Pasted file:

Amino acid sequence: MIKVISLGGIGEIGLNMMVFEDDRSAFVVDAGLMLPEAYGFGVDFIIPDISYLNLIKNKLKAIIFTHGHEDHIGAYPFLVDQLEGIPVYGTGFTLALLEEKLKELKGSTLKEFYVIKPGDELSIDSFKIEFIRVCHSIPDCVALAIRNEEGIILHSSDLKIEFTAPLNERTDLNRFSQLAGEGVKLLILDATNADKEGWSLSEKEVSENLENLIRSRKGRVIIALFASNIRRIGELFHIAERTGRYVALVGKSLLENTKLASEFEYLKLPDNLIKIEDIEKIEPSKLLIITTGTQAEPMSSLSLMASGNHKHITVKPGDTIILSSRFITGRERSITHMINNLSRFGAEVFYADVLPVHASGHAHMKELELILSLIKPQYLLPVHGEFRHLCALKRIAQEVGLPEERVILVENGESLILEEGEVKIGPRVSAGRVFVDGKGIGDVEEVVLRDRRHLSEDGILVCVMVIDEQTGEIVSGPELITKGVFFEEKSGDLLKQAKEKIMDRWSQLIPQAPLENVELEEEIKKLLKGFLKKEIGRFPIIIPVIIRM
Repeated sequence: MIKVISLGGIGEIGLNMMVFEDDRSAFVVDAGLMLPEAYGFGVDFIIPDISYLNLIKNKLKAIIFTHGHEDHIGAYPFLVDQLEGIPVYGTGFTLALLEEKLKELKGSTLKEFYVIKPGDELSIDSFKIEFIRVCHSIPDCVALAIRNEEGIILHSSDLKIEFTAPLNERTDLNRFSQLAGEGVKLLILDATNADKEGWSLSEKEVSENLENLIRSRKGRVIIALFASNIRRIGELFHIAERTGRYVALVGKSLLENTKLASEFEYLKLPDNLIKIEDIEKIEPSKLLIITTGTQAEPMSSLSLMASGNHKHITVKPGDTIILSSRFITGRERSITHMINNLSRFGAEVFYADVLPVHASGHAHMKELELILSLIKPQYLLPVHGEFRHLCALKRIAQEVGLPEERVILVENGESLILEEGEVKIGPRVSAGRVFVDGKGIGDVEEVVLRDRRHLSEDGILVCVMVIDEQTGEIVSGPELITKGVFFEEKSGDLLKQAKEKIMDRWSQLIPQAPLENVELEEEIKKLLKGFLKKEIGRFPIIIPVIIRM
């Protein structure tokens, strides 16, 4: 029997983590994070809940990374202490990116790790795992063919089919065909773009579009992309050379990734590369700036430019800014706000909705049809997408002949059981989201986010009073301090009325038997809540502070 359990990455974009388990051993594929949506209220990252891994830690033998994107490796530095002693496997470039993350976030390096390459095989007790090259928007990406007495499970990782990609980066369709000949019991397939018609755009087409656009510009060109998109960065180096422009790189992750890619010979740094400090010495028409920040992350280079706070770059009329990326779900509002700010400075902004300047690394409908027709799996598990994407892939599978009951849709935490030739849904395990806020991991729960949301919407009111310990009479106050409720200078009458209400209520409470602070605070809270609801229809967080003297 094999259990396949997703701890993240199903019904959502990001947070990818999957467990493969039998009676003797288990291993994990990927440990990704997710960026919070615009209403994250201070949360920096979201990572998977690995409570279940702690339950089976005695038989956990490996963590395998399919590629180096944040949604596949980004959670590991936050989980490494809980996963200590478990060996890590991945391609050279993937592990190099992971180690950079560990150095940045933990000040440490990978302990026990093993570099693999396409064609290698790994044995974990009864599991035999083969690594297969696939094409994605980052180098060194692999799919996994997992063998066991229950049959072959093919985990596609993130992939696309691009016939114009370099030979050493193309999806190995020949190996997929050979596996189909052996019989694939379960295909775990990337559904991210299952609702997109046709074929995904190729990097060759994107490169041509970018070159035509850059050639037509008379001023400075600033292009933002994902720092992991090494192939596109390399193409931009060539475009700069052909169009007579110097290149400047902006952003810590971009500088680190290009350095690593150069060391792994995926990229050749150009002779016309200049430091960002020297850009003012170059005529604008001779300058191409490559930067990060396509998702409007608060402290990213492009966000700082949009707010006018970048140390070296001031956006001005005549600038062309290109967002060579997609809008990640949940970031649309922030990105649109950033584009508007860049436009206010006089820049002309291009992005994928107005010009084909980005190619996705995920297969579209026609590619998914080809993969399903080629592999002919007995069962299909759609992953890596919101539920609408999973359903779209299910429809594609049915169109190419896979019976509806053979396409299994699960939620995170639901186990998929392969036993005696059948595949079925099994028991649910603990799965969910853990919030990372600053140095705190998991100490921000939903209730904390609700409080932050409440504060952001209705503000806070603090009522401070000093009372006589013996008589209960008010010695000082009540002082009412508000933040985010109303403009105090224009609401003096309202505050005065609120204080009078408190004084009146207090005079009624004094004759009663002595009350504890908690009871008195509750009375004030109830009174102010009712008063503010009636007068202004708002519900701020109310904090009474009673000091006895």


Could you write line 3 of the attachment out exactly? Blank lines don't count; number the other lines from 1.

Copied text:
């Protein structure tokens, strides 16, 4: 029997983590994070809940990374202490990116790790795992063919089919065909773009579009992309050379990734590369700036430019800014706000909705049809997408002949059981989201986010009073301090009325038997809540502070 359990990455974009388990051993594929949506209220990252891994830690033998994107490796530095002693496997470039993350976030390096390459095989007790090259928007990406007495499970990782990609980066369709000949019991397939018609755009087409656009510009060109998109960065180096422009790189992750890619010979740094400090010495028409920040992350280079706070770059009329990326779900509002700010400075902004300047690394409908027709799996598990994407892939599978009951849709935490030739849904395990806020991991729960949301919407009111310990009479106050409720200078009458209400209520409470602070605070809270609801229809967080003297 094999259990396949997703701890993240199903019904959502990001947070990818999957467990493969039998009676003797288990291993994990990927440990990704997710960026919070615009209403994250201070949360920096979201990572998977690995409570279940702690339950089976005695038989956990490996963590395998399919590629180096944040949604596949980004959670590991936050989980490494809980996963200590478990060996890590991945391609050279993937592990190099992971180690950079560990150095940045933990000040440490990978302990026990093993570099693999396409064609290698790994044995974990009864599991035999083969690594297969696939094409994605980052180098060194692999799919996994997992063998066991229950049959072959093919985990596609993130992939696309691009016939114009370099030979050493193309999806190995020949190996997929050979596996189909052996019989694939379960295909775990990337559904991210299952609702997109046709074929995904190729990097060759994107490169041509970018070159035509850059050639037509008379001023400075600033292009933002994902720092992991090494192939596109390399193409931009060539475009700069052909169009007579110097290149400047902006952003810590971009500088680190290009350095690593150069060391792994995926990229050749150009002779016309200049430091960002020297850009003012170059005529604008001779300058191409490559930067990060396509998702409007608060402290990213492009966000700082949009707010006018970048140390070296001031956006001005005549600038062309290109967002060579997609809008990640949940970031649309922030990105649109950033584009508007860049436009206010006089820049002309291009992005994928107005010009084909980005190619996705995920297969579209026609590619998914080809993969399903080629592999002919007995069962299909759609992953890596919101539920609408999973359903779209299910429809594609049915169109190419896979019976509806053979396409299994699960939620995170639901186990998929392969036993005696059948595949079925099994028991649910603990799965969910853990919030990372600053140095705190998991100490921000939903209730904390609700409080932050409440504060952001209705503000806070603090009522401070000093009372006589013996008589209960008010010695000082009540002082009412508000933040985010109303403009105090224009609401003096309202505050005065609120204080009078408190004084009146207090005079009624004094004759009663002595009350504890908690009871008195509750009375004030109830009174102010009712008063503010009636007068202004708002519900701020109310904090009474009673000091006895």